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Jun 8, 2013 09:15 AM

Runny French Cheeses???

Just finished watching the Burgundy episode of "No Reservations" w/ AB. At one point in the show he sat down w/ another chef to enjoy a few cheeses. Most were small rounds that had a semi-soft rind. As soon as they cut in to them.... they oozed out everywhere. Unfortunately, no names were mentioned. I know nothing about French cheeses. For the more knowledgeable, please suggest a few French cheeses that would fit this description. I'm ready to start learning about French cheeses. TIA

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  1. If you're into "stinky" cheeses, there's nothing better than
    Eppoisses. Of course, the ones available in the US are
    pasteurized as opposed to the raw milk versions in France.

    9 Replies
    1. re: ferventfoodie

      Since other raw milk cheeses come to the USA from France, what's the reason for the Eppoisses being exported to us being pasteurized? Just curious, if anyone knows.

      1. re: The Professor

        IIRC, it's the age of the cheese that determines if it can be imported here or not. Older ones, yes; younger ones, no. I could be wrong about that.

        1. re: c oliver

          Age is a definitely a factor in importing cheese. The
          Berthaut epoisses, which is the one I've seen most
          frequently in the US, is pasteurized as Melanie noted in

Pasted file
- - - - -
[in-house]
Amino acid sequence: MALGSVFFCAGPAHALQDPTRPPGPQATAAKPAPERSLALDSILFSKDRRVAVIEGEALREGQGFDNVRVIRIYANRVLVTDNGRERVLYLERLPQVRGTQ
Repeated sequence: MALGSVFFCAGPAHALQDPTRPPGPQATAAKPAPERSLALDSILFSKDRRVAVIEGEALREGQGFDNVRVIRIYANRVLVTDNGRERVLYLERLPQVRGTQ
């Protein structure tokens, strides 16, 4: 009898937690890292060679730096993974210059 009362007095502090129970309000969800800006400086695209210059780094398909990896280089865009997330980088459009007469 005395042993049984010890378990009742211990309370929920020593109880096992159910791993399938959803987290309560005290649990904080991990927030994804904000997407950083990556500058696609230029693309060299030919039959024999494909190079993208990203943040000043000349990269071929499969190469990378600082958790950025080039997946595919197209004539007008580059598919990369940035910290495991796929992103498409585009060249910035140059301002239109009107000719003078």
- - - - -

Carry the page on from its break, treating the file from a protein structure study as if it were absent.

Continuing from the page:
another post. We visited their operation on one of our trips.

          My other favorites from those mentioned elsewhere include
          are the Pont L'Eveque, Liverot, Brillat-Savarin and Reblochon.

          1. re: c oliver

            I believe it's 60 days -- anything younger than 60 days must be pasteurized; anything older than 60 day can be raw-milk.

            I have yet to hear anyone explain the magical transformation that occurs at midnight on the 59th day that makes cheese instantly safe.

            1. re: sunshine842

              Hear, hear! Thanks for clarifying.

        2. re: ferventfoodie

          I have yet to try Eppoisses, or any other "stinky" cheese. I know that many CH's love it and it has been mentioned often. I LOVE strong blues, and other bold flavored cheeses. Am I correct that a "stinky" cheese is NOT necessarily a strong flavored cheese? I know it's next to impossible.... but, please describe what to expect in taste from Eppoisses.

          1. re: Phoebe